October 7, 2009
A new center dedicated to improving the financial literacy of the American public has been launched by the RAND Corporation, Dartmouth College and the Wharton School of the University of Pennsylvania.
The Financial Literacy Center will receive more than $3 million during its first year from the U. S. Social Security Administration to develop educational materials and programs that help foster saving and retirement strategies over the life cycle.
The new center will be hosted by RAND and led by Director Annamaria Lusardi of Dartmouth College and RAND, Associate Director Olivia S. Mitchell of the Wharton School and Associate Director Arie Kapteyn of RAND. Each of the leaders has an international reputation for their work on financial literacy.
"Americans are assuming increasing responsibility for decisions that will determine whether they have enough money to support themselves in old age," Lusardi said. "Unfortunately, they often lack the information and skills to make good decisions."
The Financial Literacy Center will empower different population groups by developing and testing innovative financial educational products that address their needs.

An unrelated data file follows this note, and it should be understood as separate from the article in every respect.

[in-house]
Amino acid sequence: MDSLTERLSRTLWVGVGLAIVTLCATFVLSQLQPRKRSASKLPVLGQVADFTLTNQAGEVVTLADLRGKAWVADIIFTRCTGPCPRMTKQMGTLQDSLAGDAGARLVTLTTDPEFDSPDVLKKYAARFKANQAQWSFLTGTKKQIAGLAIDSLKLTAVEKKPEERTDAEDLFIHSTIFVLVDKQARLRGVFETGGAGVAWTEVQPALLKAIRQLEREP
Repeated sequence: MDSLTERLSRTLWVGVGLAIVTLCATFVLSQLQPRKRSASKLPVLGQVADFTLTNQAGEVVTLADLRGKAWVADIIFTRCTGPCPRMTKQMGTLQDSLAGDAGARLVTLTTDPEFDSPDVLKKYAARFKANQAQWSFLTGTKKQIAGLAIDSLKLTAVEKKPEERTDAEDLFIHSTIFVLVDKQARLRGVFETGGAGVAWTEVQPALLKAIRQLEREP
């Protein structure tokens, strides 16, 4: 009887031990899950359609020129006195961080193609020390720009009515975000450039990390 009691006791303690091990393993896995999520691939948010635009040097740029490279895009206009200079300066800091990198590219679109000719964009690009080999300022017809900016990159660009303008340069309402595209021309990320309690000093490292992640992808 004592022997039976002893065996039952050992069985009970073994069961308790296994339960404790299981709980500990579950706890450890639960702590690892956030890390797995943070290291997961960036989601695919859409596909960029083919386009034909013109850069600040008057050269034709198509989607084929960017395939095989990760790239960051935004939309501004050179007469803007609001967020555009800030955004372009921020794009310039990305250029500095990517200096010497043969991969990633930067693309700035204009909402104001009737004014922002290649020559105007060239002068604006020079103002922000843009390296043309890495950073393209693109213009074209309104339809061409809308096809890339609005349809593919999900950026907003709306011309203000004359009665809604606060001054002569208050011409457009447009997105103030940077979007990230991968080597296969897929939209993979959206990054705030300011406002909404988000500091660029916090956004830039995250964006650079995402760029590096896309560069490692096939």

Besides researchers from RAND, Dartmouth and the Wharton School, the Financial Literacy Center team includes experts in multiple disciplines from the American Enterprise Institute, Cornell University, Doorways to Dreams Fund, FINRA Investor Education Foundation, Greenwald and Associates, Harvard University, Harvard Business School, ideas42, the National Endowment for Financial Education, the National Bureau of Economic Research and North Carolina State University, along with a range of corporate and nonprofit collaborators.
As requested by the Social Security Administration, projects in the first year will tailor materials for Americans at various stages of their working lives—young workers, mid-career workers and those approaching retirement—as well as current retirees who must manage the resources they have accumulated. The center will also provide financial literacy products for underserved populations, such as low income, young, and disabled workers, who are particularly vulnerable during periods of financial turbulence.